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Parenting tips for COVID-19

Note: This article was last updated in May 2020. For the latest updates on COVID-19, see

Parenting can be tough even in the best times. Parenting during COVID-19 is a new responsibility altogether.

Whether you’re a single parent, juggling multiple kids, or dealing with anxious teens, you may find the crisis is challenging your patience.

“The biggest thing we’re running into is the disruption of routine,” says Mark Flanagan, LMSW, MPH, MA, a social worker at Cancer Wellness at Piedmont Fayette. With many schools using online learning for the foreseeable future, kids and parents alike are adjusting to new schedules and new realities.

Though you may feel isolated, you’re not the only parent struggling. Raising children during a pandemic is uncharted territory for everyone.

What’s more, you can still support your kids and take care of your own well-being, Flanagan says. It’s normal if you feel scared yourself at times, too.

“It’s OK to be open and honest with your kids,” he says, “as long as you’re doing it in a way that makes sense.”

Tips for parenting a younger child during COVID-19

Be clear and direct about what’s happening. Explain the situation to your kids in simple terms, Flanagan says, but don’t be misleading. You can validate their worries and explain the importance of staying home.

Recognize that younger kids may be more reactive. “Kids model our emotions and reactions, so it’s important to try to stay as calm as possible,” Flanagan says. If you feel stressed, that’s OK, but try not to snap in front of your kids.

Share a hopeful view, not an unrealistic one. “Don’t be dismissive of younger kids’ concerns about what’s going on,” Flanagan advises. Younger children may not understand how viruses work, but they know that much of their world has been disrupted.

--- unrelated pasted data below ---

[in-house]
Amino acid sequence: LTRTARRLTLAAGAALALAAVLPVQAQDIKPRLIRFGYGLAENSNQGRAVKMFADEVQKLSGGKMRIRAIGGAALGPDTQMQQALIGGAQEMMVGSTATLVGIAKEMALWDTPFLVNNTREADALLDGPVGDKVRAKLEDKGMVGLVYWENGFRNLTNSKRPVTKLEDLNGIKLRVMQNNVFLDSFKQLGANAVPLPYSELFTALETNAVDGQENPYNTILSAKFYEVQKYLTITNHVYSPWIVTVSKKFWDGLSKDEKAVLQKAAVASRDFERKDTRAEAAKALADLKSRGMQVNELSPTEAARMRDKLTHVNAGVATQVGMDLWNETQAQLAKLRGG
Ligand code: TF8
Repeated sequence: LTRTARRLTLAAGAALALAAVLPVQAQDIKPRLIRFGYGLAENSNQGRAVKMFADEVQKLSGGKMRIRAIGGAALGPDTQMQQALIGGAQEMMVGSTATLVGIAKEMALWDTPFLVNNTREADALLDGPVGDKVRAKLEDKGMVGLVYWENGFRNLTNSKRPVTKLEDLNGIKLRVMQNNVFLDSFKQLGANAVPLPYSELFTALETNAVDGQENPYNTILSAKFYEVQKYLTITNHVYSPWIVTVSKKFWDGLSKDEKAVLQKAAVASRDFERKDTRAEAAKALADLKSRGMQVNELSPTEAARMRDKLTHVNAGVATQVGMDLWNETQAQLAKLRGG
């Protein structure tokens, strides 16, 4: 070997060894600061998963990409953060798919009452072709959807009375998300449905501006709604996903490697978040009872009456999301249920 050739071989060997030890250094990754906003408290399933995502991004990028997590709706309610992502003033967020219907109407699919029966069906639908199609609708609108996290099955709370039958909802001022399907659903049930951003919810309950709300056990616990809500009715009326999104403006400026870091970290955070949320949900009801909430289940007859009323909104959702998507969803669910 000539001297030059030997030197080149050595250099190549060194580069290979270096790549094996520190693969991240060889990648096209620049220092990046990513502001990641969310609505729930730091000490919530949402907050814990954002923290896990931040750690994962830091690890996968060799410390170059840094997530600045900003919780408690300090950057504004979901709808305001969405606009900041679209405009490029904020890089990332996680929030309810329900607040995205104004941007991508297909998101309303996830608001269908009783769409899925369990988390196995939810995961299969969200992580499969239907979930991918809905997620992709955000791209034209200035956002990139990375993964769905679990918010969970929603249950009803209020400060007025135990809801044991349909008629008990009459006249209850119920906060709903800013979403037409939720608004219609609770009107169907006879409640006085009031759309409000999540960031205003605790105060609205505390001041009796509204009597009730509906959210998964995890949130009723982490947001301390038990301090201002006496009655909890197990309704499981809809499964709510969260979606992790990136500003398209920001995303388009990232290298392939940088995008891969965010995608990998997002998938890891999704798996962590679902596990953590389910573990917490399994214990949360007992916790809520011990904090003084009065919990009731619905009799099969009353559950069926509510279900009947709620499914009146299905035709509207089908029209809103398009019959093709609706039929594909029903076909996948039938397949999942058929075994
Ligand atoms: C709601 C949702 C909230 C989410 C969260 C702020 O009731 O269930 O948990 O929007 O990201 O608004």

Let your kids know that they can help. Remind kids that hand-washing, social distancing and other safety measures save lives. You could also participate in at-home activities to boost community morale, such as writing messages in sidewalk chalk or creating art to display in windows.

Tips for parenting an older child during COVID-19

Don’t overreact if your child bristles against new limits. It’s normal for older kids and teens to crave independence and time with their peers. When that’s suddenly lost, they may chafe under new rules, but Flanagan says it’s important not to overreact or shame them. “We want to shift from reacting to responding,” he adds.

Talk to your kids about what they’re going through. People may assume that because kids are tech-savvy, they’ll have a better time adjusting, but it’s not necessarily true. Flanagan says there’s evidence to suggest that kids may be taking the crisis harder, especially among older children with milestones like graduations nearing. 

Let kids take the lead (to an extent). When older children and teens feel they’ve lost control in their worlds, you can help them restore some of it. That’s not to say they should make all their own rules, but Flanagan suggests leeway in some areas, such as allowing a teen to set a slightly later bedtime. “It’s important to have grace with older kids,” he says.

Establish new routines. School and sports are out, but that doesn’t mean all routine is lost. If extracurricular activities prevented your family from eating dinner together before, why not start family dinners now?

Highlight responsibility to the community. Remind kids that even if they think they’re at lower risk for COVID-19, they could still spread the virus to more vulnerable people. That’s why it’s important to stay vigilant about safety measures and help the community where possible. 

Self-care tips for parents during COVID-19

Give yourself space. The ongoing pandemic is tough on adults, too. If you have a partner, talk about splitting up the day so that you each get time for yourselves. If you’re a single parent, engage your kids about what you need. Be open and honest – it’s OK to let them know you’re struggling. “It’s not just a luxury to take time for yourself,” Flanagan points out. “You’re actually helping your kids by taking time for yourself. When you are more centered, you provide a model of self-care and resiliency to your children.”

Remind yourself that you don’t have to be perfect. Parenting is intense right now, especially for single parents and frontline workers. It’s fine if you’re not getting everything right – no one is. “Be gentle with yourself,” Flanagan says.

Find joy in doing good. Just like you encourage your kids to help the community, remember the ways you can make a difference as well. Thinking about others’ needs engages the brain in a healthy way, Flanagan explains, and can help reinvigorate your mind and body.   

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